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They will risk everything, even challenging the all-seeing eye of the Omni government. But will the prize be worth the cost?
Seventeen-year-old Pierce is a Drudge, the lowest social stratum in society. For over two years, he’s hoped—prayed—that his upcoming aptitude test will finally free him from his virtual slavery and give him a chance at a better existence. When he rescues Harmony, an Artist and member of the most successful stratum, his life takes an unbelievable twist.
With his gallant act and good looks, he becomes a media sensation. Every stratum in society seeks his membership for their publicity, but as he becomes closer to Harmony, Pierce realizes what fame in Omni is truly like. His choices will not only affect him but Harmony as well. The life Pierce thought he wanted may not be worth the cost to either of them.
Are review really important?
When was the last time you saw a great movie? Recently, my husband and I saw American Sniper. Controversy aside, it was a truly fantastic portrayal of one soldier’s hardships in the face of unbelievably gut-wrenching decisions, life and death decisions that made me even more grateful to the men and women who make sure I have the freedom to go see a movie on Saturday afternoon. The first thing I did after leaving the theater? Posted my opinion on Facebook. Twelve people “liked” my post and several left comments. But the last time I left a review of a novel in my Goodreads account and posted it to Facebook, only two people “liked” it, and no one left a comment.
It’s not a great surprise that more people had an opinion on a popular movie than a novel I was reviewing; however, I wonder if the novel had been a well-known one, would more people have commented? But in order for it to be a well-known novel, doesn’t that require more publicity, and doesn’t publicity come from reviews? It seems like a Catch-22 in the extreme. Can a novel be popular without reviews?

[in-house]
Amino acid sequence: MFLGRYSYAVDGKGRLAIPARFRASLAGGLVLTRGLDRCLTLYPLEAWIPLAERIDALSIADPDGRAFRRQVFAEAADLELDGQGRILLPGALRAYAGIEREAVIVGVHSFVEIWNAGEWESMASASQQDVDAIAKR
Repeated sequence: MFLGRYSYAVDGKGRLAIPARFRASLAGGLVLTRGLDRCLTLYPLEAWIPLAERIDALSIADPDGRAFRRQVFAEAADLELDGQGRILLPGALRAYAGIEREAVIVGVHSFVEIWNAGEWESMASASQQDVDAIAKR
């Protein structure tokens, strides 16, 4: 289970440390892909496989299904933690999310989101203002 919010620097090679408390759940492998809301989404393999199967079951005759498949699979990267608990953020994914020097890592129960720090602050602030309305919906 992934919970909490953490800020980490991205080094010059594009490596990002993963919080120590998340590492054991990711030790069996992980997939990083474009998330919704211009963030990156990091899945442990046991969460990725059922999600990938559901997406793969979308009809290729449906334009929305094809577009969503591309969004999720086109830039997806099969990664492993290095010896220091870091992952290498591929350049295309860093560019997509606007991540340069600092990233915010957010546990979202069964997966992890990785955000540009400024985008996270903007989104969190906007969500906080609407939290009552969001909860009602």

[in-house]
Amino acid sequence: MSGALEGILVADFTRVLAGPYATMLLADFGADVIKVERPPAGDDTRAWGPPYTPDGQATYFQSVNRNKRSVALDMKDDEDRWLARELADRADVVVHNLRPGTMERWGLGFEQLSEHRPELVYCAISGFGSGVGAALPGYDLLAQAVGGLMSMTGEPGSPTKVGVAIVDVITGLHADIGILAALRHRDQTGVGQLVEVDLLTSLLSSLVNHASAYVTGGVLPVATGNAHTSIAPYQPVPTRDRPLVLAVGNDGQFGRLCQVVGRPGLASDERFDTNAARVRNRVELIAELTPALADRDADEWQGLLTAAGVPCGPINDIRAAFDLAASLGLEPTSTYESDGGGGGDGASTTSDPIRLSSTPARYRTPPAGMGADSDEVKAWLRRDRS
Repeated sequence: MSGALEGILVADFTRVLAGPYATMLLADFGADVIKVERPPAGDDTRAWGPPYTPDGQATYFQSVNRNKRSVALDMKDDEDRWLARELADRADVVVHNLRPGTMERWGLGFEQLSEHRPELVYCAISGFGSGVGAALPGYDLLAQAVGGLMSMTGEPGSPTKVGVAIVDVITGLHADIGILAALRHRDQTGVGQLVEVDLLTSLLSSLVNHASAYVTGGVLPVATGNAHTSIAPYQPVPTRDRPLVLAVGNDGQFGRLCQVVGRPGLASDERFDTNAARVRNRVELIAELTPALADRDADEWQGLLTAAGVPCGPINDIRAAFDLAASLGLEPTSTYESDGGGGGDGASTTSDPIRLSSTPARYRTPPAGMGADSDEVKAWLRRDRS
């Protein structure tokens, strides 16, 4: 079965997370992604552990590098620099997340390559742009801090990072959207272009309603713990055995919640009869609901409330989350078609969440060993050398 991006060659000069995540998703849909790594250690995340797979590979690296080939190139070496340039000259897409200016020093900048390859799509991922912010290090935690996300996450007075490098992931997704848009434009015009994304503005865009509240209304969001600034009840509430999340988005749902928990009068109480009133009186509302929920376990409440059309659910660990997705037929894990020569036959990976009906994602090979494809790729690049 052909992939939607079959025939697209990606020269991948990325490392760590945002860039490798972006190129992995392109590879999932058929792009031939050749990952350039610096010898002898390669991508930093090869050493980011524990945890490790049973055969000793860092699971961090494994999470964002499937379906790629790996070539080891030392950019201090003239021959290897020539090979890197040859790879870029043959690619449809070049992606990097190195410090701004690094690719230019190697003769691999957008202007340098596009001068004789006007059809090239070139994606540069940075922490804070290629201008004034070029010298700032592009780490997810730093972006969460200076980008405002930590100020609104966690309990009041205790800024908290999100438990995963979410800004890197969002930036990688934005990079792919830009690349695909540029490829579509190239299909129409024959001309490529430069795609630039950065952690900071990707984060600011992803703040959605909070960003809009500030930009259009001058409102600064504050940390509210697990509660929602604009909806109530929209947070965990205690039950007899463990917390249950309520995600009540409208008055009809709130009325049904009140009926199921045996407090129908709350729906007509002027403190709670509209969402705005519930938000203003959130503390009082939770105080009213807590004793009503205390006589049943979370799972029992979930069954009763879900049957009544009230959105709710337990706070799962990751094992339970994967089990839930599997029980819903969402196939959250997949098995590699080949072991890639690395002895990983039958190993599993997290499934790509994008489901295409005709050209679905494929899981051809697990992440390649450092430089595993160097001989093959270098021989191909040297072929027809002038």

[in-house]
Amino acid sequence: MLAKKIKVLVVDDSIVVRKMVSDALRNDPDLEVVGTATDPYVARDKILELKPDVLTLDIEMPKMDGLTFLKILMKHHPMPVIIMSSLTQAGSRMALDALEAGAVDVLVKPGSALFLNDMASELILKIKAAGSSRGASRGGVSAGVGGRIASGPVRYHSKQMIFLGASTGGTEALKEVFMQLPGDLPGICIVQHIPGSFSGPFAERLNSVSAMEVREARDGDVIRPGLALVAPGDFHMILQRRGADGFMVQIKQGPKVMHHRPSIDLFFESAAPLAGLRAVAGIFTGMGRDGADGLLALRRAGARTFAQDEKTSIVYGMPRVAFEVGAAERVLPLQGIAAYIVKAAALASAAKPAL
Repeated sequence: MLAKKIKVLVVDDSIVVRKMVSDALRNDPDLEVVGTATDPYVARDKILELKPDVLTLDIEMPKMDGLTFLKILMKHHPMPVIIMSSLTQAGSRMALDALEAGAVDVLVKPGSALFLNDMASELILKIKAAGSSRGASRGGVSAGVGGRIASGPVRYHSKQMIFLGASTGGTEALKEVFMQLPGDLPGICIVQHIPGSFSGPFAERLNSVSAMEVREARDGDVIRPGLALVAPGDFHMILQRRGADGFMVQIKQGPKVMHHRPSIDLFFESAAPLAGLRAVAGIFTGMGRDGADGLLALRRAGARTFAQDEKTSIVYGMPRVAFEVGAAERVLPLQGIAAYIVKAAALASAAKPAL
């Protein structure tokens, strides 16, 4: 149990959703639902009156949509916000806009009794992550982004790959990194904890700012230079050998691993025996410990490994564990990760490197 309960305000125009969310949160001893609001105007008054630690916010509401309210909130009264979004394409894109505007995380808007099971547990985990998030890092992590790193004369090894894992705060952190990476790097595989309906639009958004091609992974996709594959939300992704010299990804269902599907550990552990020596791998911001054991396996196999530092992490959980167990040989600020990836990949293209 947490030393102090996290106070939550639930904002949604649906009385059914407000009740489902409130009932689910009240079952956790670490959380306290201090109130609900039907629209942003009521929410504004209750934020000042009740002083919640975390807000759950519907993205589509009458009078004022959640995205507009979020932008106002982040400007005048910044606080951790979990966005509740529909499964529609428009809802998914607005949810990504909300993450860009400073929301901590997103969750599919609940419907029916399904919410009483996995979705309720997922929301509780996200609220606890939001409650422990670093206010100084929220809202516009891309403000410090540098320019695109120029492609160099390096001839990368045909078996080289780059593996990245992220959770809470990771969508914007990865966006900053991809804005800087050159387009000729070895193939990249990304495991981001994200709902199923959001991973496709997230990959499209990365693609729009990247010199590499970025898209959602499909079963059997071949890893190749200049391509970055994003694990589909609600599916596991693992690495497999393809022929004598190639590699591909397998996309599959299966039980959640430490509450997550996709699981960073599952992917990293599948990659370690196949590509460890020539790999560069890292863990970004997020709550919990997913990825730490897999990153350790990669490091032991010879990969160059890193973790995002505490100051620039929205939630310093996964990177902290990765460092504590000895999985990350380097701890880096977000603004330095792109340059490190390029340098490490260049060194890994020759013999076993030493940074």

Authors live and die by reviews. We spend time reading them, analyzing them, and even wallowing in them. When I received my first negative review on Goodreads, I thought I would throw up! I had a visceral reaction to the review and was upset for several days. You put the figurative (and not so figurative) blood, sweat, and tears into your manuscript, finally get the courage to push it out of the nest and into the world, and then someone dares NOT to love it as much as you do? How dare they! Even Goodreads sympathized with me with their standard “So you got a bad review” message, all but warning me to stay away from sharp objects and from cursing the reviewer, their progeny, and their pets. After talking myself down from the ledge and letting the criticism sink in, I realized the reader made some important points, and life went on. That novel, Vivid, has a 93 percent positive rating, but less than half of those who’ve added it to their shelves have left a review, and the number is even less on Amazon.
In a recent Goodreads’s poll in which almost 39,000 readers participated, only 17 percent thought “friend” reviews were important while 53 percent valued a “tantalizing” description more. In another poll, over 33,000 readers said learning about a book in person is more important than even social media or blog posts. So, maybe reviews aren’t as valuable as authors would like to think if we’re trying to attract the more than 20 million users of Goodreads and other sites.
How do you handle those reviews that send you into spasms? Try to read them as objectively as possible. Readers have a right to an opinion, and sometimes they’ll make a valid point. If they feel strongly enough to write a review, that review could be beneficial, and it’s not realistic to expect a perfect rating. Even the best novels receive some negative ratings. Chocolate chip cookies are amazing, but you can’t get everyone to eat one. There’re some haters out there who consistently dog books just because they can. If it’s a review on a site like Goodreads, check out a couple of other reviews they’ve left. A pattern of poor reviews may show you something about that reader. I once had a reader say she’d rather be washing dishes than reading my novel, and when I looked at her other reviews, I found she’d given an average rating of two (out of five) to most of the novels she’d read. While the nice response would be to thank the reader for giving their opinion, the best response is often no response at all. Our moms may have had a point when they taught us if you can’t say something nice, keep your mouth shut.
Great advice, but easier said than done. Doubtless, I’ll still check my reviews and feel those highest highs and lowest lows. We authors travel an emotional rollercoaster, but oh what a ride!